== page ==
Sustainability Risk is Investment Risk: clear signals on ESG from BlackRock

Posted on January 15, 2021 by Editor

It may only be mid-January, but the signs are stacking up that 2021 will without a doubt be a year of change in the Environmental, Social and Governance (ESG) arena. In early January, asset management giant BlackRock announced its expanded stewardship expectations and proxy voting guidelines for 2021. The updates send a strong signal to the market on the foremost importance of ESG risk assessment and disclosure.

The stewardship guidelines are clear: “The events of this year have intensified our conviction that sustainability risk — and climate risk in particular — is investment risk. Therefore, together with updates to our policies on governance factors, we have made several notable changes to our policies on environmental and social factors.”

BlackRock asks that companies follow the standards developed by the Sustainability Accounting Standards Board (SASB) for ESG reporting. For sustainability risks, it also requires disclosure of their identification, assessment, management, and oversight in line with the four pillars of the Task Force on Climate-related Financial Disclosures (TCFD) framework – governance, strategy, risk management, and metrics and targets. Climate-related risks and opportunities are a particular focus for BlackRock, and it expects companies to develop and disclose a plan for how their business model will be compatible with the transition to a low-carbon economy. Among the social aspects of the guidelines, BlackRock focuses on board and workforce diversity and inclusion, and alignment of political activities with stated policy positions.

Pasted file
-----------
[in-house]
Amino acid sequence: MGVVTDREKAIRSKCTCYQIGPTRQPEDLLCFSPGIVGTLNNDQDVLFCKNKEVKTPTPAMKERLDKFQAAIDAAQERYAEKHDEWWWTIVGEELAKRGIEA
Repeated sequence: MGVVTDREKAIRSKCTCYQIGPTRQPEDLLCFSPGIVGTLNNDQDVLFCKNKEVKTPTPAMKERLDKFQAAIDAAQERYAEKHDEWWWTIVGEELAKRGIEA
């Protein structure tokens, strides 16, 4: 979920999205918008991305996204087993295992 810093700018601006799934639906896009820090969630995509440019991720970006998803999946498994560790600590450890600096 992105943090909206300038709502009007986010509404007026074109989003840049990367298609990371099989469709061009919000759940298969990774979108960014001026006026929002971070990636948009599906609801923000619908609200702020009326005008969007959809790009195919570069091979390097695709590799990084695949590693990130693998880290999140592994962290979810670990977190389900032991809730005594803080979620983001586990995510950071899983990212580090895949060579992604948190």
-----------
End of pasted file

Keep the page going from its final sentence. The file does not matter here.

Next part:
BlackRock’s insistence on ESG disclosure as part of good corporate governance is a clear signal that they – like other major market players – are making ESG a core part of their decision making. Their influence on the firms they analyse, advise and invest in is likely to be considerable, with boards that fail to meet disclosure requirements risking capital exit or the non-reelection of board members. We’re seeing a meteoric year for ESG, with increasing demand for disclosure that is no longer merely vague or theoretical but practical and robust, underpinned by clear standards.

Read an analysis here, or go straight to the stewardship expectations and proxy voting guidelines.

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